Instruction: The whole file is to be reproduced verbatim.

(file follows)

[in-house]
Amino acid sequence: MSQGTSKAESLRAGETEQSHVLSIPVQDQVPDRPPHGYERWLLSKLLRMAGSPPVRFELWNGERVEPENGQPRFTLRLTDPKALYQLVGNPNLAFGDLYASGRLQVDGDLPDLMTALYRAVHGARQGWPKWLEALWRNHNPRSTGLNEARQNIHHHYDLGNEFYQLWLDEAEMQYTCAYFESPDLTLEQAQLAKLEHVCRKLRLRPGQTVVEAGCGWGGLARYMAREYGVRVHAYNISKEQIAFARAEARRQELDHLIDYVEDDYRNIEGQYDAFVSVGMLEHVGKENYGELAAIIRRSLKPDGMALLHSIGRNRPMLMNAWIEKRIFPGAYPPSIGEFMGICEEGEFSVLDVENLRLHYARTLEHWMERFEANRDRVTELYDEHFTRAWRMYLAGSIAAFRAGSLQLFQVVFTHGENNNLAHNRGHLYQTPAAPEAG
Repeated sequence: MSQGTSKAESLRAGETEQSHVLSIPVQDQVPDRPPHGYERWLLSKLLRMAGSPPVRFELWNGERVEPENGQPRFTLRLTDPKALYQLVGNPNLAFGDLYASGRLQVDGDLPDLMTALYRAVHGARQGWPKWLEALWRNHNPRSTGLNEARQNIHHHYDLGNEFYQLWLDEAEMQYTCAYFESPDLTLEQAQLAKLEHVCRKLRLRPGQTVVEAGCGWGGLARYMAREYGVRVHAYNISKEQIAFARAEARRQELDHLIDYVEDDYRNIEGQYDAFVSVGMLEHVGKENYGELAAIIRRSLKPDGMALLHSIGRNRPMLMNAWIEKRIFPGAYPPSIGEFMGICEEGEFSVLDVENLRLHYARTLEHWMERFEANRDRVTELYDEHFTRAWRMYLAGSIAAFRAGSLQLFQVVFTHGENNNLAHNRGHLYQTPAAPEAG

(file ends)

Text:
[in-house]
Amino acid sequence: MSQGTSKAESLRAGETEQSHVLSIPVQDQVPDRPPHGYERWLLSKLLRMAGSPPVRFELWNGERVEPENGQPRFTLRLTDPKALYQLVGNPNLAFGDLYASGRLQVDGDLPDLMTALYRAVHGARQGWPKWLEALWRNHNPRSTGLNEARQNIHHHYDLGNEFYQLWLDEAEMQYTCAYFESPDLTLEQAQLAKLEHVCRKLRLRPGQTVVEAGCGWGGLARYMAREYGVRVHAYNISKEQIAFARAEARRQELDHLIDYVEDDYRNIEGQYDAFVSVGMLEHVGKENYGELAAIIRRSLKPDGMALLHSIGRNRPMLMNAWIEKRIFPGAYPPSIGEFMGICEEGEFSVLDVENLRLHYARTLEHWMERFEANRDRVTELYDEHFTRAWRMYLAGSIAAFRAGSLQLFQVVFTHGENNNLAHNRGHLYQTPAAPEAG
Repeated sequence: MSQGTSKAESLRAGETEQSHVLSIPVQDQVPDRPPHGYERWLLSKLLRMAGSPPVRFELWNGERVEPENGQPRFTLRLTDPKALYQLVGNPNLAFGDLYASGRLQVDGDLPDLMTALYRAVHGARQGWPKWLEALWRNHNPRSTGLNEARQNIHHHYDLGNEFYQLWLDEAEMQYTCAYFESPDLTLEQAQLAKLEHVCRKLRLRPGQTVVEAGCGWGGLARYMAREYGVRVHAYNISKEQIAFARAEARRQELDHLIDYVEDDYRNIEGQYDAFVSVGMLEHVGKENYGELAAIIRRSLKPDGMALLHSIGRNRPMLMNAWIEKRIFPGAYPPSIGEFMGICEEGEFSVLDVENLRLHYARTLEHWMERFEANRDRVTELYDEHFTRAWRMYLAGSIAAFRAGSLQLFQVVFTHGENNNLAHNRGHLYQTPAAPEAG